Here are the top five stories from Haynesville.com for the week of March 21 through March 27. Enjoy!
5. U.S. oil rig decline smallest since December – Baker Hughes
The number of rigs drilling for oil in the United States declined by 12 this week to 813, the smallest decline since December, oil services firm Baker Hughes said in its closely watched survey on Friday.
That compares with declines of 41 and 56 rigs in the prior two weeks and is a sign the collapse in drilling over the past few months has slowed.
With the decline this week, the number of oil rigs has fallen for a record 16th week in a row to the lowest level since 2011, according to Baker Hughes data going back to 1987. To read the full article, click here.
4. Halliburton, Baker Hughes shareholders overwhelmingly approve merger
Halliburton shareholders have overwhelmingly approved the company’s long-awaited merger with Baker Hughes, the Digital Journal reports. Baker Hughes also announced on Friday that its stockholders adopted the merger agreement, thereby approving the merger. Each company held their own special meetings Friday morning.
Nearly 99 percent of the shareholders at Halliburton’s special meeting voted in favor of the proposal to issue Halliburton shares. Baker Hughes shareholders also supported the merger overwhelmingly, with 98 percent of shareholders voting to approve the deal. Halliburton chairman and CEO Dave Lesar is pleased with the results and is looking forward to moving ahead. To read the full article, click here.
3. Oil council: Shale won’t last, Arctic drilling needed now
WASHINGTON — The U.S. should immediately begin a push to exploit its enormous trove of oil in the Arctic waters off of Alaska, or risk a renewed reliance on imported oil in the future, an Energy Department advisory council says in a study to be released Friday.
The U.S. has drastically cut imports and transformed itself into the world’s biggest producer of oil and natural gas by tapping huge reserves in shale rock formations. But the government predicts that the shale boom won’t last much beyond the next decade.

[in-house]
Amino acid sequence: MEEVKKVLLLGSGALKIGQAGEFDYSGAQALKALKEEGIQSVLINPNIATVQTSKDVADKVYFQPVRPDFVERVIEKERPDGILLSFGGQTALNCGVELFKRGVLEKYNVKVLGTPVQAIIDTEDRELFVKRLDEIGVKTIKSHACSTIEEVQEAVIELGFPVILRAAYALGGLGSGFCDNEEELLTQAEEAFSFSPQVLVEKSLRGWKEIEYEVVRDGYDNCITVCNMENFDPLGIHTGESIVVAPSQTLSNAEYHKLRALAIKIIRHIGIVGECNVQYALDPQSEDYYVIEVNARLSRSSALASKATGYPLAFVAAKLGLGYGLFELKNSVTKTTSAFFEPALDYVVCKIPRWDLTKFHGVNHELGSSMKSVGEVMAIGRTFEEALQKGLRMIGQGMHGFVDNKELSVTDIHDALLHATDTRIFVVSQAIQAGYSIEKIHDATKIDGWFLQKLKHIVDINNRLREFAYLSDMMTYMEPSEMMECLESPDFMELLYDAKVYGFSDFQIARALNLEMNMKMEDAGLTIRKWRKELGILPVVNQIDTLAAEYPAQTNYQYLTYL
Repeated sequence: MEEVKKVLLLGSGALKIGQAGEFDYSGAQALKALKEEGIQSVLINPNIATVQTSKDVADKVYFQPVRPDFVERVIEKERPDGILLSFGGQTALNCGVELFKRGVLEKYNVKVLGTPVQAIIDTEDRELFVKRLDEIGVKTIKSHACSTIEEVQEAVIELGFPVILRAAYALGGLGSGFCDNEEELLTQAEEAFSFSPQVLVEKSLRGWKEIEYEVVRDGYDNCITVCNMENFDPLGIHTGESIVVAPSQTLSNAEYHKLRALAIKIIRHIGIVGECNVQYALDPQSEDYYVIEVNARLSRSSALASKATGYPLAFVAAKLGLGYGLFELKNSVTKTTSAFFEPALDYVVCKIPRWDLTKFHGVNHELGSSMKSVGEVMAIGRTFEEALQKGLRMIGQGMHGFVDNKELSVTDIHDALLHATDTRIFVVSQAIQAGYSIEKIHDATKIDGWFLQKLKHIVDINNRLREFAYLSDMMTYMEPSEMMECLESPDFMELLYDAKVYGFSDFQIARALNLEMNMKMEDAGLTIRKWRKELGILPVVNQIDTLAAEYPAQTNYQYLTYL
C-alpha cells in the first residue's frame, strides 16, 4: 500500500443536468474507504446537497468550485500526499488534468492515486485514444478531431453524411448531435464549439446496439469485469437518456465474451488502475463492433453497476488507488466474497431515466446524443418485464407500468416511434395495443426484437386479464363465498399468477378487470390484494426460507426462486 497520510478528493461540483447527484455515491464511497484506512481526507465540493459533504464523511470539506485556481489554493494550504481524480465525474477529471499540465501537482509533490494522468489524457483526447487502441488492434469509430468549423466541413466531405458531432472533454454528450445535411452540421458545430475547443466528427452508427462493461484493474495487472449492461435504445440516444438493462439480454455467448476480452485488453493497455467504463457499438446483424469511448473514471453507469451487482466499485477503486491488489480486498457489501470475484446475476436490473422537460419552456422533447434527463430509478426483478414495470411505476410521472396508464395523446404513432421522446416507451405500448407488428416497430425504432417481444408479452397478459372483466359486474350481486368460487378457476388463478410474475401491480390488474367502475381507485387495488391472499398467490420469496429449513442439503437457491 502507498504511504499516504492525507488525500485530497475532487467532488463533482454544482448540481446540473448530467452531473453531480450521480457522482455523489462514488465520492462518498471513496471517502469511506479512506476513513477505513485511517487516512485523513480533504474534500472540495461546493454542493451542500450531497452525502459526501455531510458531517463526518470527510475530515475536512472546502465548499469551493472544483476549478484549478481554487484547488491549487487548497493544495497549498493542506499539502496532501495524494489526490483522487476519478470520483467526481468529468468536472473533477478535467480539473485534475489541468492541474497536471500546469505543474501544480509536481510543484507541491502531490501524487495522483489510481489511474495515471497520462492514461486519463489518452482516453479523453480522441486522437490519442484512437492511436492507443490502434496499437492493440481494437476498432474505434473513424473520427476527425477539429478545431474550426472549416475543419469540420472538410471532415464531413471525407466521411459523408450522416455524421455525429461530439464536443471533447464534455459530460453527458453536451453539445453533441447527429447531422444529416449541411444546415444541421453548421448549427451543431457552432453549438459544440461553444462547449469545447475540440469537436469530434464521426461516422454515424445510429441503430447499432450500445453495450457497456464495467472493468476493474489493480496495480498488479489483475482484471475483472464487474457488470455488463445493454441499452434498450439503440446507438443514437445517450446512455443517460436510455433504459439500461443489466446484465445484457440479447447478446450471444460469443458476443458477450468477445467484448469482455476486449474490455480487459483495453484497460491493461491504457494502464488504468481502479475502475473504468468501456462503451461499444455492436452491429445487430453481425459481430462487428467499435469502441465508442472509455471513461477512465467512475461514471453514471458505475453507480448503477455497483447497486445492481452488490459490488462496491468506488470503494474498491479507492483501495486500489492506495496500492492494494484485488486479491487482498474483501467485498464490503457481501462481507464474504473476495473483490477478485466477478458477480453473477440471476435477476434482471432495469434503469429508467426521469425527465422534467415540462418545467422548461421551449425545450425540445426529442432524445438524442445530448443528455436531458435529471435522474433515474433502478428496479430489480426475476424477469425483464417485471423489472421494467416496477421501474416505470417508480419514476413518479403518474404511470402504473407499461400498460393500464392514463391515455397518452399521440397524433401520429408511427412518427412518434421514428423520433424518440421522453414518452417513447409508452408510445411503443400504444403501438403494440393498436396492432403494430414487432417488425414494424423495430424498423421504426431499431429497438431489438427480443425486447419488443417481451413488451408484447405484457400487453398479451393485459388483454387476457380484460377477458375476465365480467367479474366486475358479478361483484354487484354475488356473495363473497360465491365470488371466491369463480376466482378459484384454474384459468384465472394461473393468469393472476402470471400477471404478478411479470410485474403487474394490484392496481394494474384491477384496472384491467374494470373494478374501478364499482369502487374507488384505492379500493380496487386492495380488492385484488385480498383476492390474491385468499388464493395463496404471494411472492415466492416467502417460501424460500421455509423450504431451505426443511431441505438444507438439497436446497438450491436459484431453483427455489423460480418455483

In order for the U.S. to keep domestic production high and imports low, oil companies should start probing the Artic now because it takes 10 to 30 years of preparation and drilling to bring oil to market, according to a draft of the study’s executive summary obtained by the Associated Press. To read the full article, click here.
2. Yemen conflict hits stocks hard but sends oil price surging
LONDON — Saudi Arabian strikes on key military installations in Yemen hit stock markets hard Thursday and sent oil prices surging.
KEEPING SCORE: In Europe, France’s CAC 40 slid 1.6 percent to 4,939 while Germany’s DAX dropped 1.9 percent to 11,643. Britain’s FTSE 100 shed 1.4 percent to 6,890. Wall Street was poised for sizeable losses at the open, with both Dow futures and the broader S&P 500 futures down 0.6 percent, a day after recording substantial losses in the wake of weak economic data that reinforced concerns over the U.S. economic recovery. To read the full article, click here.
1. $50 crude? No problem for these 3 economically-friendly “sweet spots”
With the price of West Texas Intermediate (WTI) crude hovering between the $43 to $50 for the better part of this month, analysis by Wood Mackenzie has found that the majority of U.S. shale plays would need a 30 percent cost reduction to be economically viable.
With that being the case, only a select few “sweet spots” exist where drillers focus their limited capital expenditure dollars. Those “sweet spots” include the Springer, a newer shale play located in southwest Oklahoma, the Karnes Trough portion of the Eagle Ford Shale and the Nesson Anticline portion of the Bakken Shale. Two sub-plays that require minor cost reductions are the Parshall Sanish portion of the Bakken and the SCOOP Woodford in Oklahoma. To read the full report, click here.